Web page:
Hi there! Welcome one and all to the Cephalopod Coffeehouse, a cozy gathering of book lovers, meeting to discuss their thoughts regarding the tomes they enjoyed most over the previous month. Pull up a chair, order your cappuccino and join in the fun.
I’ve already begun reading and reviewing holiday-themed books, which has bolstered my spirits over the course of a frustrating and unpleasant November. I will admit to being extremely upset regarding our election, and the aftermath. What has kept me going is maintaining a good routine, and hunting down excellent books. This month, I went back to my girlish roots, picking up a newly published historical fiction novel about pioneering aviatrixes, CROSSING THE HORIZON, by Laurie Notaro.
About the book:
Soar back to the fearless 1920s with #1 New York Times bestselling writer Laurie Notaro—beloved author of The Idiot Girls’ Action Adventure Club—in a stunning historical novel that tells the true, little-known story of three aviatrixes in a race to be the first woman to fly across the Atlantic.
Ten thousand feet in the sky, flipping and twirling through the air, aviatrixes from London to Paris to New York—fueled by determination and courage—have their eyes on the century’s biggest prize. The year is 1927, and Amelia Earhart has not yet made her record-breaking cross-Atlantic flight. Who will follow in Charles Lindbergh’s footsteps and make her own history?
Three women’s names are splashed daily across the front page: Elsie Mackay, daughter of an Earl, is the first Englishwoman to get her pilot’s license. Mabel Boll, a glamorous society darling and former cigar girl, is ardent to make the historic flight. Beauty pageant contestant Ruth Elder uses her winnings for flying lessons and becomes the preeminent American girl of the sky.
Inspired by true events and real people, Notaro vividly evokes this exciting time as her determined heroines vie for the record. Through striking photos, meticulous research, and atmospheric prose, Notaro brings Elsie, Mabel, and Ruth to life, pulling us back in time as the pilots collide, struggle, and literally crash in the chase for fame and a place in aviation history.
As a girl I was captivated by stories of Amelia Earhart, the first woman to cross the Atlantic in a plane. First as a passenger, then a pilot. At around this time in my life we were first having female astronauts, and I could envision a life where women did so much more than stayed home and raised children, or worked entry level jobs in secretarial-type roles. So, learning about daring women shaped me, as a youth, and helped me grow into a strong woman, willing to charge forward in male-dominated work roles. I was thrilled with CROSSING THE HORIZON for those same reasons.
This is a work of historical fiction, painstakingly researched and lovingly rendered. It surrounds the lives of three female flyers, Elsie Mackay, Ruth Elder and Mabel Boll. They are very unique women who each wanted to prove to the world they had more to offer than femininity.
Elsie was daughter of a powerful English Earl. She was the first licensed female English pilot, and served on many committees for pilots within the Royal Air command. She’d defied her father and eloped with a former patient she tended in WWI, an actor, who later abandoned her. She also worked for her father’s shipping line as chief designer of the luxurious staterooms for royal and wealthy travelers. Elsie was 35 years old when she recruited a team to fly the dangerous east-west route over the Atlantic.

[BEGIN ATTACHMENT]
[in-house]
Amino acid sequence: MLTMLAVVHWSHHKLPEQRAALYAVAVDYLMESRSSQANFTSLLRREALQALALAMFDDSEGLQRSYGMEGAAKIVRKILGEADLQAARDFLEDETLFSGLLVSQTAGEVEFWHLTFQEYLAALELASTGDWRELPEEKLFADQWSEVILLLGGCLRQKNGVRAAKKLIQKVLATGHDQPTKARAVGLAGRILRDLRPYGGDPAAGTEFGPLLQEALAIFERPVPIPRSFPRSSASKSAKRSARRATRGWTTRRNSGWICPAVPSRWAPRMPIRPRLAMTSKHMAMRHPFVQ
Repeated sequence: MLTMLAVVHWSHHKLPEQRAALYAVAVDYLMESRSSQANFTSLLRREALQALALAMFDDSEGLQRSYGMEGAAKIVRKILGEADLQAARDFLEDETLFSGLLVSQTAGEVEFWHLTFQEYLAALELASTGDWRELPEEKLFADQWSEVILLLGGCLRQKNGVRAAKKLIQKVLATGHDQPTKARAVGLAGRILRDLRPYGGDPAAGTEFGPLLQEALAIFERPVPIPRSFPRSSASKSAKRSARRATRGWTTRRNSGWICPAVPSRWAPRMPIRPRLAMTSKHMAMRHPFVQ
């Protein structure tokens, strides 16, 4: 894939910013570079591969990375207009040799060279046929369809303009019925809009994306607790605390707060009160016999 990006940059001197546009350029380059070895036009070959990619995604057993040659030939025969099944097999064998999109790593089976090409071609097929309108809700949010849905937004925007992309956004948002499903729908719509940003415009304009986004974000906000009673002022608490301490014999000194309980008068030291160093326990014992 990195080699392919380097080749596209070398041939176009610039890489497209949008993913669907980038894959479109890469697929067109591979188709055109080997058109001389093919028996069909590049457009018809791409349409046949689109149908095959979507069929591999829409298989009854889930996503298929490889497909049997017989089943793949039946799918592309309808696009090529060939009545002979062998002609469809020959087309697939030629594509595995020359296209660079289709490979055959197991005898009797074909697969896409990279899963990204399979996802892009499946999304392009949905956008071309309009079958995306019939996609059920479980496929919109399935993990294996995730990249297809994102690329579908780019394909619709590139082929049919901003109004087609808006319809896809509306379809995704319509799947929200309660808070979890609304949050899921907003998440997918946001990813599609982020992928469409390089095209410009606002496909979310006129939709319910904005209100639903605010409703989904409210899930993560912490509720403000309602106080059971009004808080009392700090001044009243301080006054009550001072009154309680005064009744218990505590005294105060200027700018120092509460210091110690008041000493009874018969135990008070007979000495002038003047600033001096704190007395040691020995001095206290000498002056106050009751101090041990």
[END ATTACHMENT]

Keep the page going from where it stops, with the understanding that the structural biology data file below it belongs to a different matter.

At age 23, Ruth Elder was a twice-married Alabama girl with a pretty face and love for speed. She’d begun flying lessons after learning that planes went even faster than cars! She got recruited to fly the American Girl plane to follow her dream to fly to Paris, and she worked hard for it. Not only that, she wanted to survive the trip–and designed life-suits that would inflate and keep her and her co-pilot from drowning, as neither of them actually knew how to swim, in the event of a crash. Ruth’s backers knew that she’d make lots of money in endorsements if she was successful, but it wasn’t an easy choice, or an easy mission.
Mabel Boll, wealthy socialite and self-proclaimed Queen of Diamonds, wanted fame more than anything. She was garish in her desire to cross the Atlantic and become “Queen of the Air,” and every attempt she made to grasp this title turned on her in ways this calculating gal couldn’t comprehend.
The book switches point of view to peer alternately into their supposed lives as each woman plotted her course with destiny. It’s rocky and rough, especially as they learn that one or another is closer to traveling than they, or other women’ missions are lost-at-sea. The sexual politics of the day are also very much present, with reporter, and others, questioning why these woman would defy parents or husbands wishes to stay grounded. The book is a bit bittersweet, as some of these gals do not make it home. The others are forever changed by their attempts.
I dug the history here; it spoke to the striving girl still buried within me. I could have looked all this up for myself on the net, and saved myself the agony of loving some of these characters, only to lose them, but I relished the hope that built within me as I chased their dreams from this side of the page. It’s no surprise, I imagine, that none of these women were completely successful, because history has kept Earhart’s name in our consciousness, not that of Elsie, Ruth or Mabel. Still, I feel enriched learning of their footsteps on the journey to womens’ equality. I highly recommend it for history buffs, and fans of historical fiction or pioneering women.
Thanks for popping in, and be sure to check out the reviews of my fellow Coffeehouse readers. And, as always, keep reading my friends!